With an estimated US$12 trillion required for new clean energy by 2040, driven primarily by climate considerations and especially the outcomes of the COP 21 conference in Paris in December 2015, such a sum won’t be achieved without significant support from private investors.
However, the question for such investors is where can they gain the highest returns. And for the first time, this is now shown to be found in the world’s emerging markets, according to solutions developer Mercatus in its latest Global Advanced Energy Insights Report.
Taken in aggregate, the IRRs (internal rates of return) for renewable energy projects in the developing world are 28% higher than those in Europe and North America, the company has found.
The Report is based on data consolidated on energy projects in various stages of development managed in Mercatus’ Energy Investment Management (EIM) platform in 2015.
The renewables opportunity
“There are big, lucrative markets out there for renewables,” Mercatus CEO Haresh Patel told Engerati in an exclusive interview. “Traditionally North America and Europe have been the main markets but now others such as Japan, China and India are clearly rivalling them, even individually, in terms of size.”
This shift is supported by another finding of the study that investment in advanced energy in emerging markets matched that of developed countries for the first time in 2015. Further, the advanced energy projects in emerging countries were bigger on average than in the North American and European markets.
Patel cautions that it is necessary to bear in mind that the returns vary by the market and its drivers. “For example, in Japan the main driver is the pain of the nuclear disaster while in China it is the tremendous pollution problems that have led to a social groundswell for action. India has a prime minister who has made solar wildly successful and also has a strong developmental agenda.”
Following these are countries in South America and South Africa, which will be the next “big markets.”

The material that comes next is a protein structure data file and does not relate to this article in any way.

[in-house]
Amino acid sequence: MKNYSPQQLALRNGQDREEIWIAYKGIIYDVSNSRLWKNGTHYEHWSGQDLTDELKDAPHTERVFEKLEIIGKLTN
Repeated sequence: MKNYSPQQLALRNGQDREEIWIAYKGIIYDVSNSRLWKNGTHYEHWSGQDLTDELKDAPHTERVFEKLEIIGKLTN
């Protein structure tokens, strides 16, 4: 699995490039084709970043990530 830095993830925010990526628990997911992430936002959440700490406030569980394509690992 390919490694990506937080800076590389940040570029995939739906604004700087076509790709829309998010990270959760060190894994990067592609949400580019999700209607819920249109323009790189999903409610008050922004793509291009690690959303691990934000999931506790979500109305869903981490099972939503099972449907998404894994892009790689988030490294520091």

Notably these developing markets are found also to be presenting more opportunities for utility-scale projects than North America and Europe, reflecting a differing type of growth than in the developed regions.
Opportunities for European developers
Patel says that these findings should be of particular interest to European renewable developers who have been looking for new opportunities outside the region.
These companies also come with a significant competitive advantage, in that they have the backing of a massive brand, he continues.
“Especially in the Asian market, brands carry a lot of value and power. Consider the concept of the microgrid. Much like the cellphone revolution, which bypassed landline telephony, with this technology these companies can help the countries leapfrog and bring more people into the middle class.”
Patel adds that some early results from a current Mercatus company financial analysis indicates that companies that invest more in renewables show better stock performance and profitability than those that remain more traditionally focused.
“When companies have the right brand and the right technology, and combine and invest in the two, they have the potential to accelerate their own profitability and health.”
Taking the market
When it comes to technologies for the emerging markets, Patel says that while it will depend on the resources available in individual countries, at a broad level the needs are primarily for solar, wind and storage. The next most prominent technologies, small hydro, biofuels and geothermal, are “up and coming” but aren’t likely to constitute more than a third of all installations into the foreseeable future.
When approaching a market, he comments that while it will vary from country to country, a proven successful strategy is to send out a team of “early ex-pat pioneers” to start up the project or business. Local hires should be made as soon as possible, and in some markets, a local joint venture can accelerate the business.
“A combination of international and local businesses adds more value in the sense of 1 plus 1 being more than 2,” says Patel, warning that it is crucial that the “local nuances” are well understood.
“Even in countries that require electrification, there is an infrastructure in place. For example for people to buy kerosene or diesel, and there will be cartels wanting to protect it.”
Project support is another important consideration for investors. Patel suggests an exchange-traded fund (ETF) for developing world projects would attract discerning investors, given the 28% premium on the return. “This is a very capital intensive business – just in the last year the US$12 trillion requirement for the renewables transition was upped from US$7-8 trillion by Bloomberg – and all options must be considered.”
The energy transformation
In conclusion Patel comments that the findings clearly indicate the onset of the energy transformation, contrary to assumptions that declining oil and gas prices would dampen investments in clean energy.
“We see no correlation between these trends, and there’s a real opportunity for the developing markets to leapfrog fossil-fuel dependence.”